Originally Posted by snowspot66
I think the most effective stuff has been the CIA and intelligence gathering for their drone programs. Either way I think we need to honestly question whether stopping one or two big attacks on our soil (if we had done nothing) is worth all the cost and loss of life on our part. History suggests that in the past decade maybe one major attack could have been pulled off in that time. Even when we weren't going crazy over this stuff attacks didn't happen very often. They are hard to pull off.
I'm all for more money to the intelligence branches and the drone programs. They cost a lot less, are incredibly affective, and much less risk is involved. Countless experts are on board for more drones and the old fashioned police work band wagon.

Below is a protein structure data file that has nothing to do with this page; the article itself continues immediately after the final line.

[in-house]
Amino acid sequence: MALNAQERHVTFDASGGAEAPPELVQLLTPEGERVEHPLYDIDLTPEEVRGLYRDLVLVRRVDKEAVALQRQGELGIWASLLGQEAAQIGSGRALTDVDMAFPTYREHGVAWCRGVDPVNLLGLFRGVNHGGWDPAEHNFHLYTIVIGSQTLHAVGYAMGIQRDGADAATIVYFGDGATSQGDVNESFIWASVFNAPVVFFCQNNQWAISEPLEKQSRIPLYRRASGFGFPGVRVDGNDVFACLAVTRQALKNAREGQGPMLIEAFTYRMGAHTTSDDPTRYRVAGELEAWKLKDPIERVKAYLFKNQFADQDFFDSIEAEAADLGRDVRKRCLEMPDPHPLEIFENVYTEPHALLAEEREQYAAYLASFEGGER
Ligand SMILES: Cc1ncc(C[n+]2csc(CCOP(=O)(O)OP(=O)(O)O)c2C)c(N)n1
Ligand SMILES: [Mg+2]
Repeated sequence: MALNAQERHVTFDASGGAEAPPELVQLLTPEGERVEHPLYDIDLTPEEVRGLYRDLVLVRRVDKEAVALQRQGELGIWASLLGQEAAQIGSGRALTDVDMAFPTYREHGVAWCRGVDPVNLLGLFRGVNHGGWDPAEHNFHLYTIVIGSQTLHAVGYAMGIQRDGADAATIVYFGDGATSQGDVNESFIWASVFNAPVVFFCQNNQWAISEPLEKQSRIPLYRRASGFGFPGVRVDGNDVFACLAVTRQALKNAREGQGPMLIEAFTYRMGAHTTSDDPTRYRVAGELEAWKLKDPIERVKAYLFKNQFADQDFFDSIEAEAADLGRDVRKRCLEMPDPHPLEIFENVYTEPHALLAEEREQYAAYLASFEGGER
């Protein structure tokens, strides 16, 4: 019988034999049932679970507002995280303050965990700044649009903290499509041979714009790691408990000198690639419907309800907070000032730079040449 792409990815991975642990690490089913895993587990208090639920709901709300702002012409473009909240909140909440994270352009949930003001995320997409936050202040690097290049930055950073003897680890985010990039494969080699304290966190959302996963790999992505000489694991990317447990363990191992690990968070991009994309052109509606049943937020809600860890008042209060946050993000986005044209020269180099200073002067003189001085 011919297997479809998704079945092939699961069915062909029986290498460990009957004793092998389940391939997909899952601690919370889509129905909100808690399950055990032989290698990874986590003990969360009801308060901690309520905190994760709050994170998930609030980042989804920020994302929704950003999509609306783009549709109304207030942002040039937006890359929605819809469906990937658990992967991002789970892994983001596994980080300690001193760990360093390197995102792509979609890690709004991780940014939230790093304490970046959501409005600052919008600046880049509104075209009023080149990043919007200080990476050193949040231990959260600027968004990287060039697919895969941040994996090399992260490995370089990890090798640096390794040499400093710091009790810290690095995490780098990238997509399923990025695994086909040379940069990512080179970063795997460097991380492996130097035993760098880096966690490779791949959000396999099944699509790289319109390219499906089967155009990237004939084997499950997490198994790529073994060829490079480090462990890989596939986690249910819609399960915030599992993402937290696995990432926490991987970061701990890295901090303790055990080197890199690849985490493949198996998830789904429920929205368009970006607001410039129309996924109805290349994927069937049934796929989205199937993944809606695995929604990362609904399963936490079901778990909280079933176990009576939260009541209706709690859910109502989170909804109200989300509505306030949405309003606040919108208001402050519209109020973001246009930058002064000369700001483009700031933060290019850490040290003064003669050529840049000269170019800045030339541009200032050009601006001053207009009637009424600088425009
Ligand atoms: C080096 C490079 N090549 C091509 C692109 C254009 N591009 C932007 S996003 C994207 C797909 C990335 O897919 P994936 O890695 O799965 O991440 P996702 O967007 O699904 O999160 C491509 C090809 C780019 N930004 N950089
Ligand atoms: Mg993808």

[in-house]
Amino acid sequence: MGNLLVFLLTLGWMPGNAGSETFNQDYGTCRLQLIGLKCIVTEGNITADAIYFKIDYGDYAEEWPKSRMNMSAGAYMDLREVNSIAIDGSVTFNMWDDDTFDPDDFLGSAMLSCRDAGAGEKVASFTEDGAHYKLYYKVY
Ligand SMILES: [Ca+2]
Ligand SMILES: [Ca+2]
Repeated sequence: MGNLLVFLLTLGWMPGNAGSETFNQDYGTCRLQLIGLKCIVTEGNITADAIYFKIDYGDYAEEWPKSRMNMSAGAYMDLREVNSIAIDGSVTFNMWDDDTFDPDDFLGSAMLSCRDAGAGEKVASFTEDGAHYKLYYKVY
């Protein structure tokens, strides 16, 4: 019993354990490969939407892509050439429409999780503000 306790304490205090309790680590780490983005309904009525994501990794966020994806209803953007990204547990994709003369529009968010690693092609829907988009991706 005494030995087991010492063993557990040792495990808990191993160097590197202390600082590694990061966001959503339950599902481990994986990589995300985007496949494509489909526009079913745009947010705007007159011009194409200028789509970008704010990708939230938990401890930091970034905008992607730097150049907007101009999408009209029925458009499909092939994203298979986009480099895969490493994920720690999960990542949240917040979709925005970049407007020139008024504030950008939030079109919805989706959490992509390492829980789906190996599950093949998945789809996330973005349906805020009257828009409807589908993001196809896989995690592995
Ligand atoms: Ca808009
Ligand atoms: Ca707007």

But this disaster of a joyride that George sold to the country is definitely more costly than if they had managed to take down another building or two. We passed even point in the cost/benefit ratio a long time ago both in lives lost and dollars spent. Never mind the political ramifications. Which I don't think anybody will argue have been positive.
That's one thing I do really like about Gates. He's all for the smaller, cheaper, less risk, and more bang for the buck projects. He wants more drones and smaller ships for the navy and I'm all for that. Cheaper and likely more effective in the future.
UAVS are what working for the current conflict, but most likely won't be effective in the next one. That why it hard when comes to weapons/system procurement is because many time you are trying to build a system that flexible enough to be used in many different environments. Now there is a lot things DoD can do to reduce cost and delivers products faster, but put one solution is bad idea. Beside at the end of the day the most important powerful weapon system we have is the 18 to 26 year old with rifle in his/her hand and the training to use it.